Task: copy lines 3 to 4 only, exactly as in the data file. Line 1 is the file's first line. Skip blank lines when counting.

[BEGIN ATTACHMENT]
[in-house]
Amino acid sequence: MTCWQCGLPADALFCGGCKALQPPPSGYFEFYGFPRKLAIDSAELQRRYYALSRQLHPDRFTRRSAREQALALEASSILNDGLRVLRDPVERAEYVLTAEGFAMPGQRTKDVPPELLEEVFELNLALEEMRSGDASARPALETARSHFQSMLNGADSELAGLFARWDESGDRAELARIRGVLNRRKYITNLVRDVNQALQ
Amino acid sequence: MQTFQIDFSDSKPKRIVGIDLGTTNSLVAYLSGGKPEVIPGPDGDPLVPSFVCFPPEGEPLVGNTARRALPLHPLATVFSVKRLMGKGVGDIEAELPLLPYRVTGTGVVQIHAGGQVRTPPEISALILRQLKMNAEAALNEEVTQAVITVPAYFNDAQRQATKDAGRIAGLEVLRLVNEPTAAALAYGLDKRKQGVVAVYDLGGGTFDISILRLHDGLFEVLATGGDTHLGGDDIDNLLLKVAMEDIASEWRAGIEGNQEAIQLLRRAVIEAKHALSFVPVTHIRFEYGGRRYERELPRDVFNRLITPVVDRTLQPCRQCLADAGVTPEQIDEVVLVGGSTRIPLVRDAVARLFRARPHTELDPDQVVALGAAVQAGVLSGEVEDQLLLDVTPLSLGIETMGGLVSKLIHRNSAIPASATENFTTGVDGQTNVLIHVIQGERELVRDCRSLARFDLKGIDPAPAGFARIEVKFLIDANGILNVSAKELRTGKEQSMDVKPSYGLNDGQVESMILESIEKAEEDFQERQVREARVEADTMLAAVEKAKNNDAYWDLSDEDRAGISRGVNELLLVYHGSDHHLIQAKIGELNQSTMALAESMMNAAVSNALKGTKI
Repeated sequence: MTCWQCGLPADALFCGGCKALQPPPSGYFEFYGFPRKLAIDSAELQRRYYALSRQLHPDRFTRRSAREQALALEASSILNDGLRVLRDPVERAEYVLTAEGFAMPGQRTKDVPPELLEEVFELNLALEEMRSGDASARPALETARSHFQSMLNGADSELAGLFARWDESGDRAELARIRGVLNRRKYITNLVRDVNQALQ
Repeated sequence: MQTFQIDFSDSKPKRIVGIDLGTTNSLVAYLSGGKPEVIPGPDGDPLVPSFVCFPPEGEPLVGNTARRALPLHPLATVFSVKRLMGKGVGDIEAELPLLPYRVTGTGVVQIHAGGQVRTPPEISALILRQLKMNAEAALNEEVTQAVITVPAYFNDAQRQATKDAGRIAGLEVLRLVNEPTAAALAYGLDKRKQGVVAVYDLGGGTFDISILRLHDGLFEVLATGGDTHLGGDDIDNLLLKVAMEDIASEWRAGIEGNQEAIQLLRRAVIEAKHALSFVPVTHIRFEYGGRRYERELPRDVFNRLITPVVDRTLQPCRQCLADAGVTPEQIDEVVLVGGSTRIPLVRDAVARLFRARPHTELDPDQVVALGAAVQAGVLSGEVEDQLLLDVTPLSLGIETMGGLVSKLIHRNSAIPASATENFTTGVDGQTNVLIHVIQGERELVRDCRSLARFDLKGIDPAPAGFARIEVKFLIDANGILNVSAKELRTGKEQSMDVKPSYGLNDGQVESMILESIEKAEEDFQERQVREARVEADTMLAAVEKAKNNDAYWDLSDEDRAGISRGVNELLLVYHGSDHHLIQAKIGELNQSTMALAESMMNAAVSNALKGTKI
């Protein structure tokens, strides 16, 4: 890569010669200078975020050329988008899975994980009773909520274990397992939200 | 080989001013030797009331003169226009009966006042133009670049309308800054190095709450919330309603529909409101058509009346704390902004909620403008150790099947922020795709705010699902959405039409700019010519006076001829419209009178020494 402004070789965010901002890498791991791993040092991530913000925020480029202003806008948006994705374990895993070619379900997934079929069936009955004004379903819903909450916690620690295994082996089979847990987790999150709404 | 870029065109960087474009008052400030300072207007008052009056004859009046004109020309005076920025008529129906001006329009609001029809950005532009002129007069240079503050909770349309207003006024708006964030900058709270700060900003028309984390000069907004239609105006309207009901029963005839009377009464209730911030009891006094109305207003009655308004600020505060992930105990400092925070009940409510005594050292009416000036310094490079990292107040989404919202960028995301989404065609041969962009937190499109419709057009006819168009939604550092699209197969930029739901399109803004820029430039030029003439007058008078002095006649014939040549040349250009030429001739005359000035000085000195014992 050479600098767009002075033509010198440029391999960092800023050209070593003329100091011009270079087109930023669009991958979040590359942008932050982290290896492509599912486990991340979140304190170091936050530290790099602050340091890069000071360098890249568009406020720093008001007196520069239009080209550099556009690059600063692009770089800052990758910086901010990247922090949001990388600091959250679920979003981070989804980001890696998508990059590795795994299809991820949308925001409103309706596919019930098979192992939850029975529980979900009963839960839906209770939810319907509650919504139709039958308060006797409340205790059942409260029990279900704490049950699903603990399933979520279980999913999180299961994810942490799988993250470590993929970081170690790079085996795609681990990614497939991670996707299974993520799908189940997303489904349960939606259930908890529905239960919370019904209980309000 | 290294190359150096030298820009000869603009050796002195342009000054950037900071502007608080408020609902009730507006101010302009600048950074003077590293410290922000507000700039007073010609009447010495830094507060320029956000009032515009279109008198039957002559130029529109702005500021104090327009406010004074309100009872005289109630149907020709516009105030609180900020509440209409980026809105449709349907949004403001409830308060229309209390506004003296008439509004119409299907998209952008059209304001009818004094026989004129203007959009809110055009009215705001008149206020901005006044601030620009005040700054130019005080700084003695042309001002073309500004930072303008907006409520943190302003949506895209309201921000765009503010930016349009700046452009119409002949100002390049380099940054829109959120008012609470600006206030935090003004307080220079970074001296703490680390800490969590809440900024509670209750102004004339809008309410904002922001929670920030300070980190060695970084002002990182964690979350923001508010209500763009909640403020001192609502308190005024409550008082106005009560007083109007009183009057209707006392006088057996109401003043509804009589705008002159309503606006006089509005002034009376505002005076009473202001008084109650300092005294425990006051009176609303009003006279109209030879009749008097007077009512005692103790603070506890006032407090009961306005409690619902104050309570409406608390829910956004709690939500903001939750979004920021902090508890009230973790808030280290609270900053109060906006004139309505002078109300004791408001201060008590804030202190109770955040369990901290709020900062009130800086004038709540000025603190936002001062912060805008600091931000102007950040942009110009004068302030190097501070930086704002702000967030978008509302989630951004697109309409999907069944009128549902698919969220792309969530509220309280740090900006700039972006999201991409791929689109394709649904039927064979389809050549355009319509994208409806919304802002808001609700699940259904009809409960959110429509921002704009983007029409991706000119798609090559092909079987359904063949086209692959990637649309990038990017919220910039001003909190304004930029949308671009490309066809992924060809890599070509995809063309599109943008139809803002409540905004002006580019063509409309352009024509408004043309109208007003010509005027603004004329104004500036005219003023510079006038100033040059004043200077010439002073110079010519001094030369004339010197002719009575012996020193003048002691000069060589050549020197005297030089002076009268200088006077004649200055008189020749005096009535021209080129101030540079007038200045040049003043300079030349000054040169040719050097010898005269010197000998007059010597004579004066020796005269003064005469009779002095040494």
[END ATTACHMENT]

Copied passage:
Amino acid sequence: MQTFQIDFSDSKPKRIVGIDLGTTNSLVAYLSGGKPEVIPGPDGDPLVPSFVCFPPEGEPLVGNTARRALPLHPLATVFSVKRLMGKGVGDIEAELPLLPYRVTGTGVVQIHAGGQVRTPPEISALILRQLKMNAEAALNEEVTQAVITVPAYFNDAQRQATKDAGRIAGLEVLRLVNEPTAAALAYGLDKRKQGVVAVYDLGGGTFDISILRLHDGLFEVLATGGDTHLGGDDIDNLLLKVAMEDIASEWRAGIEGNQEAIQLLRRAVIEAKHALSFVPVTHIRFEYGGRRYERELPRDVFNRLITPVVDRTLQPCRQCLADAGVTPEQIDEVVLVGGSTRIPLVRDAVARLFRARPHTELDPDQVVALGAAVQAGVLSGEVEDQLLLDVTPLSLGIETMGGLVSKLIHRNSAIPASATENFTTGVDGQTNVLIHVIQGERELVRDCRSLARFDLKGIDPAPAGFARIEVKFLIDANGILNVSAKELRTGKEQSMDVKPSYGLNDGQVESMILESIEKAEEDFQERQVREARVEADTMLAAVEKAKNNDAYWDLSDEDRAGISRGVNELLLVYHGSDHHLIQAKIGELNQSTMALAESMMNAAVSNALKGTKI
Repeated sequence: MTCWQCGLPADALFCGGCKALQPPPSGYFEFYGFPRKLAIDSAELQRRYYALSRQLHPDRFTRRSAREQALALEASSILNDGLRVLRDPVERAEYVLTAEGFAMPGQRTKDVPPELLEEVFELNLALEEMRSGDASARPALETARSHFQSMLNGADSELAGLFARWDESGDRAELARIRGVLNRRKYITNLVRDVNQALQ